FIRE Canada Interview #2 – How I became financially independent at age 32

Since high school graduation, I have not kept up with many high school friends. So you can imagine how surprised I was to see a high school friend sending me a Facebook message about financial independence retire early a few weeks ago. Turned out he recognized me from a FinCon picture Kristy & Bryce posted on their Millennial Revolution blog front page… I guess I haven’t changed that much since high school!

What’s even cooler is that during our message exchanges, he told me it he is financially independent living in Canada and plans to retire next year. He was super excited that he found out that we can talk about FIRE. It’s not every day that you find out a high school friend eats and breathes FIRE! I figured this would be a great opportunity to do an interview with him. Take it away S!

Q1. You were telling me that you stumbled into the whole financial independence retire early (FIRE) thing accidentally. You were saving aggressively despite not knowing anything about FIRE. What got you started with keeping your expenses low and saving aggressively?

After university I started a business. At first it didn’t make very much money – I was making less than minimum wage for quite a few years. But I loved the work and I didn’t want to quit. The only way to survive was to keep my expenses extremely low. I wasn’t saving much at that point because my income was so low.

Eventually my business started doing better, but the income was still very unpredictable. I was always afraid that the business would falter in the next year and I would have to go work for “the man”. So I kept my expenses low and saved money – that gave me insurance that I could keep going even if the business had a few bad years.

Fortunately, the business had some really good years, so I was able to keep saving even more. Just when I was at the point where I was thinking, “I should spend some of this money”, I found out about the FI movement. And I was already pretty much there!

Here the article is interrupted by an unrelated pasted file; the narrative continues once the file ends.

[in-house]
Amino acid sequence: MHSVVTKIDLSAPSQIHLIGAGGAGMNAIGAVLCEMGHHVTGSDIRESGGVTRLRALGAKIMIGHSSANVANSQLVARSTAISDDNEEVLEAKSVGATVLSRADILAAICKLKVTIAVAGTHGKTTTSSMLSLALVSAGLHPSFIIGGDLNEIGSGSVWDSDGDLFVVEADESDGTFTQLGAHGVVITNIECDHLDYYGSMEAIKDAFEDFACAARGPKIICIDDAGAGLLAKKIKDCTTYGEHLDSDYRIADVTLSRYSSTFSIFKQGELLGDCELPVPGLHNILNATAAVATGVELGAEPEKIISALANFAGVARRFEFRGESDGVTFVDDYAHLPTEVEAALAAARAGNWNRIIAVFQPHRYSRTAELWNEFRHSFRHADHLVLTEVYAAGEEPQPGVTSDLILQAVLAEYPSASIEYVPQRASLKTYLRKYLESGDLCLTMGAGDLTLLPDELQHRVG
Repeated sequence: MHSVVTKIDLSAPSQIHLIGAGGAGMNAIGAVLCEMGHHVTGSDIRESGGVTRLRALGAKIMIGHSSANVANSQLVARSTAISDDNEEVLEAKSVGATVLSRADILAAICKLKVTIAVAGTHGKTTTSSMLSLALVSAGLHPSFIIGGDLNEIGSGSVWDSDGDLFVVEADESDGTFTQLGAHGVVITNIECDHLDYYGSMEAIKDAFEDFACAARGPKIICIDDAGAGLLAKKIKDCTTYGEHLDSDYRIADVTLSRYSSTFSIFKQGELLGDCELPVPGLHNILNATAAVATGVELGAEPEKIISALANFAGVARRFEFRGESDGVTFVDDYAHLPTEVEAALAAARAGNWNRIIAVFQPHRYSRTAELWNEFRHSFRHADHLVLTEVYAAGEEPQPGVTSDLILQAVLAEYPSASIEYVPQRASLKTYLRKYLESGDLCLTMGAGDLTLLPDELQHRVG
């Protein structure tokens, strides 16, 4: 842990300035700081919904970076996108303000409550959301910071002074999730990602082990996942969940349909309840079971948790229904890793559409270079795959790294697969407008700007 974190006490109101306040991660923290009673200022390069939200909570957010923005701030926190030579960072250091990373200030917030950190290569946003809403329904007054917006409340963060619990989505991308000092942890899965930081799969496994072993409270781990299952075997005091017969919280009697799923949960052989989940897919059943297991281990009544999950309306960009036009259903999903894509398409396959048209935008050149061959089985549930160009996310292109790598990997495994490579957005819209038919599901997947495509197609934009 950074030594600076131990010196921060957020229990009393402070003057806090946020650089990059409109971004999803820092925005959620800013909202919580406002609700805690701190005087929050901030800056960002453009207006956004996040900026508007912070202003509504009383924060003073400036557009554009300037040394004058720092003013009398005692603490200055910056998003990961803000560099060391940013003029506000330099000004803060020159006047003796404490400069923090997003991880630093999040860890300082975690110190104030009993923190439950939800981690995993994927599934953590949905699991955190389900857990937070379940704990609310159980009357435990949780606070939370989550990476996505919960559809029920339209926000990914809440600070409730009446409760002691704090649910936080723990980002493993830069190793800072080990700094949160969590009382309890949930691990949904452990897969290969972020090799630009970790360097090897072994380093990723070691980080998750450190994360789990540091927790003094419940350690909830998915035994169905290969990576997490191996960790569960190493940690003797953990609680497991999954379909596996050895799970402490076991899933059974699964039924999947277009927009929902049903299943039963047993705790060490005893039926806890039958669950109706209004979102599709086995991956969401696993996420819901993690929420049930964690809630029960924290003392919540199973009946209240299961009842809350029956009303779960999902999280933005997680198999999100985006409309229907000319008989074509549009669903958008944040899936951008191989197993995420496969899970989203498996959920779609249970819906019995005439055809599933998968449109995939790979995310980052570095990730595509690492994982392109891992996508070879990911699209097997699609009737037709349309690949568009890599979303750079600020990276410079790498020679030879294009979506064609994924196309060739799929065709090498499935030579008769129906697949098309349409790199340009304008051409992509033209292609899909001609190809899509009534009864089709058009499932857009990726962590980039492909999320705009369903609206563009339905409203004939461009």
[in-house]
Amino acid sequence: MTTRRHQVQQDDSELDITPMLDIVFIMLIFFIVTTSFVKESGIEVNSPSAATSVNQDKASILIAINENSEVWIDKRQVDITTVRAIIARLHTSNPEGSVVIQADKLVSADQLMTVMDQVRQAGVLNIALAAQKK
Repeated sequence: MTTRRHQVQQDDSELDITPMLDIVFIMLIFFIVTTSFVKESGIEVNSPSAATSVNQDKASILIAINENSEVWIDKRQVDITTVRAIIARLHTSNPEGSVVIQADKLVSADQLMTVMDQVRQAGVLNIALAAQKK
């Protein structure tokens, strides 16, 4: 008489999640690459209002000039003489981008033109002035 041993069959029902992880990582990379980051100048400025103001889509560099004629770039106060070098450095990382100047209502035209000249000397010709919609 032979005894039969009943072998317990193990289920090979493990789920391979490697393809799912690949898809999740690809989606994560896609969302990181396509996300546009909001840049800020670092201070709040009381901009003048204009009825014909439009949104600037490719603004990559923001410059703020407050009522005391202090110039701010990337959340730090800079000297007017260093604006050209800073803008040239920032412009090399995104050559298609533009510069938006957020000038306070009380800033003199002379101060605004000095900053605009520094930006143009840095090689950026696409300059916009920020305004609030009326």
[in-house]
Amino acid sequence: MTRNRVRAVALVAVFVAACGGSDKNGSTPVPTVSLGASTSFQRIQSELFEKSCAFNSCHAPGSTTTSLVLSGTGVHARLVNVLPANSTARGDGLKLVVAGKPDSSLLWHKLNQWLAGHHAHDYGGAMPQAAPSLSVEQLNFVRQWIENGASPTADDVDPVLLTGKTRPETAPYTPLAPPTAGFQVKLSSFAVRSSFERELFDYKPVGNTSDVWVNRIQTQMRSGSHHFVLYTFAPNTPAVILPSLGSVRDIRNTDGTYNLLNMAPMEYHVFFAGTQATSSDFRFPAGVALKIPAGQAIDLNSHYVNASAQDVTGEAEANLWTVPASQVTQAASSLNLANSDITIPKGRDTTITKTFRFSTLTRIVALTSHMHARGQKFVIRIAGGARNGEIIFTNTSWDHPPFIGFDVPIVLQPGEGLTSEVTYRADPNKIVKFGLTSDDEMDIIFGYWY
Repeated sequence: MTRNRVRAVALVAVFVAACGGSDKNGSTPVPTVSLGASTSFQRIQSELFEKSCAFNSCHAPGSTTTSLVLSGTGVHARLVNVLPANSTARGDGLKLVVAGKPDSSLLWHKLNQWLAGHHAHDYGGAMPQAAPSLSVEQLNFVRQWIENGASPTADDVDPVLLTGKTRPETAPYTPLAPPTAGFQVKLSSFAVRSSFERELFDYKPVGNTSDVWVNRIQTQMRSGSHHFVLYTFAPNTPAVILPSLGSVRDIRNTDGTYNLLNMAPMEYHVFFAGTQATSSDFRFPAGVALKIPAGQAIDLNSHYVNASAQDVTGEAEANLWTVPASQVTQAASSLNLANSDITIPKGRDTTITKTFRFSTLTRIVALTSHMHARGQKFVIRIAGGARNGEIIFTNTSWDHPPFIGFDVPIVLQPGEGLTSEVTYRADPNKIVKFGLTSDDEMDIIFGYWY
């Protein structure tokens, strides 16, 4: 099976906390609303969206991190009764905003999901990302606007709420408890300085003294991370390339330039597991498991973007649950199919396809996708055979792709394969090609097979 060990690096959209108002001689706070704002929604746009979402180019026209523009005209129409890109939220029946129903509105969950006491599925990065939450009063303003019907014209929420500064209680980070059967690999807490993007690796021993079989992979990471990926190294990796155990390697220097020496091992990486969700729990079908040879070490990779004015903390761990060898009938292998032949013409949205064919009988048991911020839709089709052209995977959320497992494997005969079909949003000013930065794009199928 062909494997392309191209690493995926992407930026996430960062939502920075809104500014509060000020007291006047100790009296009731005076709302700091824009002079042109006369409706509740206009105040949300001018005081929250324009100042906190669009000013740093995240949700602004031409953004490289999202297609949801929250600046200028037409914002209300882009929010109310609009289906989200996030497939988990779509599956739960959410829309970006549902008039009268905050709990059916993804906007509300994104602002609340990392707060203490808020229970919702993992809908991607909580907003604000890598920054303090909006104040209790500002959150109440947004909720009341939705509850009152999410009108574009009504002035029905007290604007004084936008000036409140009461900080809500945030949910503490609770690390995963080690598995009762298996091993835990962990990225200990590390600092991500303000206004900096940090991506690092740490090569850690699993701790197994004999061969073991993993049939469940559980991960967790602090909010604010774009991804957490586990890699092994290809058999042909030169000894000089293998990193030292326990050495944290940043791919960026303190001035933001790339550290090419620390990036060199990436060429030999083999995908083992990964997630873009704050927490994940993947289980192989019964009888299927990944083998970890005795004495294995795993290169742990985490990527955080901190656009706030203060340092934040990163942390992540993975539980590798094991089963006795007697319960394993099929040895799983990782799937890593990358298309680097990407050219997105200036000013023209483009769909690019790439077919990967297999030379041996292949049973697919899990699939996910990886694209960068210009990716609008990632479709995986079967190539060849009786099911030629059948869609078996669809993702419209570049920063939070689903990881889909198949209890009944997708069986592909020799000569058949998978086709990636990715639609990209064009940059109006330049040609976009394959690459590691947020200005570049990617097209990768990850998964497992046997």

So basically my desire for financial stability, while running a financially unstable business led me to save way more than I needed to.

Had I taken a regular job out of university, I doubt that I’d be even close to FI right now. As a salaried employee I would have made a lot more money, so I would have felt financially secure. Not knowing about FI, and with nothing specific to save for, lifestyle creep would have set in. I’m very frugal so I would have done fine, but I would not have saved nearly as much.


Q2. I have to say, it is really cool that you recognized me from Millennial Revolution’s FinCon picture. It is neat to know that a high school friend has reached financial independence. You reached financial independence at 32 as a Canadian, what is your secret? Or was it as simple as avoid lifestyle inflation and building your net worth?

Fortunately the photo was high resolution, so I could zoom in and just make out your name tag – I was quite surprised it was you!

Tawcan: Oh yeah, I guess my name was on the name tag!

I don’t think there is a secret. It’s just a lot of hard work, keeping your expenses low, and raising your income. One advantage that I had was that my family paid for my university education, so I was able to finish without debt. That helped a lot at the beginning, without it my journey might have been a couple years longer.

Q3. How did you get your wife on the same page as you financially and get her agree that financial independence retire early is the way to go? Did you discuss with her about money while you were dating?

We were on the same page from the start. We are both frugal and naturally good savers. We met in university so neither of us had much money at the time. We talked a little bit about money, but mostly it was obvious through our actions that we were compatible financially. I can’t imagine getting to FI with a spendthrift spouse.